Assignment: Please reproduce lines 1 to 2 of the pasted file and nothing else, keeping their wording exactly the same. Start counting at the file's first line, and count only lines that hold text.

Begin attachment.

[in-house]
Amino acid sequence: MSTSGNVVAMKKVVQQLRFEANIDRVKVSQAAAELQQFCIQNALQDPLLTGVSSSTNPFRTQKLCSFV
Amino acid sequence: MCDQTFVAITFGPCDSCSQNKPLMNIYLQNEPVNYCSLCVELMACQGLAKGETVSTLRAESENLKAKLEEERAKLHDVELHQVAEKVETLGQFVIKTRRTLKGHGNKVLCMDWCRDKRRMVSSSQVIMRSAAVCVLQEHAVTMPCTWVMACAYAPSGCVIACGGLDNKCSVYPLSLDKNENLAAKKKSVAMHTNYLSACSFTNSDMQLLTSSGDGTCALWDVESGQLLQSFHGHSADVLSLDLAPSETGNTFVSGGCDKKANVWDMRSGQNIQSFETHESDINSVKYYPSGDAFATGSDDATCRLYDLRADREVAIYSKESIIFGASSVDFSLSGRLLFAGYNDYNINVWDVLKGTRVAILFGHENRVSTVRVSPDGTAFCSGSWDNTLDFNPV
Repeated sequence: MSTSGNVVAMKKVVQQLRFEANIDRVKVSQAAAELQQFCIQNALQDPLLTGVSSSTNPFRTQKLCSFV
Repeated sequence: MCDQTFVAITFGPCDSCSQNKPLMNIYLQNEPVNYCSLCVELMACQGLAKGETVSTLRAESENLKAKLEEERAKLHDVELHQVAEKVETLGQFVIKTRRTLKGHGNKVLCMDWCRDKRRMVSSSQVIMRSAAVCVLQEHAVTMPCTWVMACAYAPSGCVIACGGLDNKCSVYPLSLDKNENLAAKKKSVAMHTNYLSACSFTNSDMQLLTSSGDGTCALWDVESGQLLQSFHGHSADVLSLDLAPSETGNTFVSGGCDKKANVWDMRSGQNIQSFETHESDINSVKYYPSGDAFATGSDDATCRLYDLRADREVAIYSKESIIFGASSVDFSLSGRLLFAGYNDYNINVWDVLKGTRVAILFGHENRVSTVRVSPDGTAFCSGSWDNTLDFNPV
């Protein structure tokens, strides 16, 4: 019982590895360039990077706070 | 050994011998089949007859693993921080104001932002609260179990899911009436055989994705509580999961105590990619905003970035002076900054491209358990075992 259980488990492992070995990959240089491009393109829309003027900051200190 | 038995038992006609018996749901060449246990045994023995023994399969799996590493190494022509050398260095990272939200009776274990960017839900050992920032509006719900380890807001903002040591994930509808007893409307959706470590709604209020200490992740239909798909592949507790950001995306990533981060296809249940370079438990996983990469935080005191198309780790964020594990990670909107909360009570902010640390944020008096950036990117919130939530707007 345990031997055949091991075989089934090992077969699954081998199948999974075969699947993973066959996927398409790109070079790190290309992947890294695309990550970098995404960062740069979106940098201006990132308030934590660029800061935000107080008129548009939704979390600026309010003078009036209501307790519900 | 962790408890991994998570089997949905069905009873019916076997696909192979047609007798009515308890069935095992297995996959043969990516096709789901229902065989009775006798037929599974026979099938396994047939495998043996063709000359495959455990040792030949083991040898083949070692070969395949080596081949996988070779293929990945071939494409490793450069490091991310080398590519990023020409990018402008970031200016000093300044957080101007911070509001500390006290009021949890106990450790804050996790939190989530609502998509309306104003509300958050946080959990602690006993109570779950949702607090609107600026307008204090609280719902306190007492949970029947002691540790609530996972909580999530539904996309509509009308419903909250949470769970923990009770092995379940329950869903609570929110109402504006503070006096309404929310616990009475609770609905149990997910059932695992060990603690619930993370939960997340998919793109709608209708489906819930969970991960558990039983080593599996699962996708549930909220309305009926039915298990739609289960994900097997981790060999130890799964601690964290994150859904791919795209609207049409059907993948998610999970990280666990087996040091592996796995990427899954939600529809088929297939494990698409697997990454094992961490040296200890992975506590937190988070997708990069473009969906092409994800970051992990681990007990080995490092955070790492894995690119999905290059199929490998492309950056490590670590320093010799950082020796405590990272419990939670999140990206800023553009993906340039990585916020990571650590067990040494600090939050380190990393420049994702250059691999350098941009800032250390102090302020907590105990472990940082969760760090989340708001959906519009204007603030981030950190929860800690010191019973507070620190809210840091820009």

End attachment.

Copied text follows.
[in-house]
Amino acid sequence: MSTSGNVVAMKKVVQQLRFEANIDRVKVSQAAAELQQFCIQNALQDPLLTGVSSSTNPFRTQKLCSFV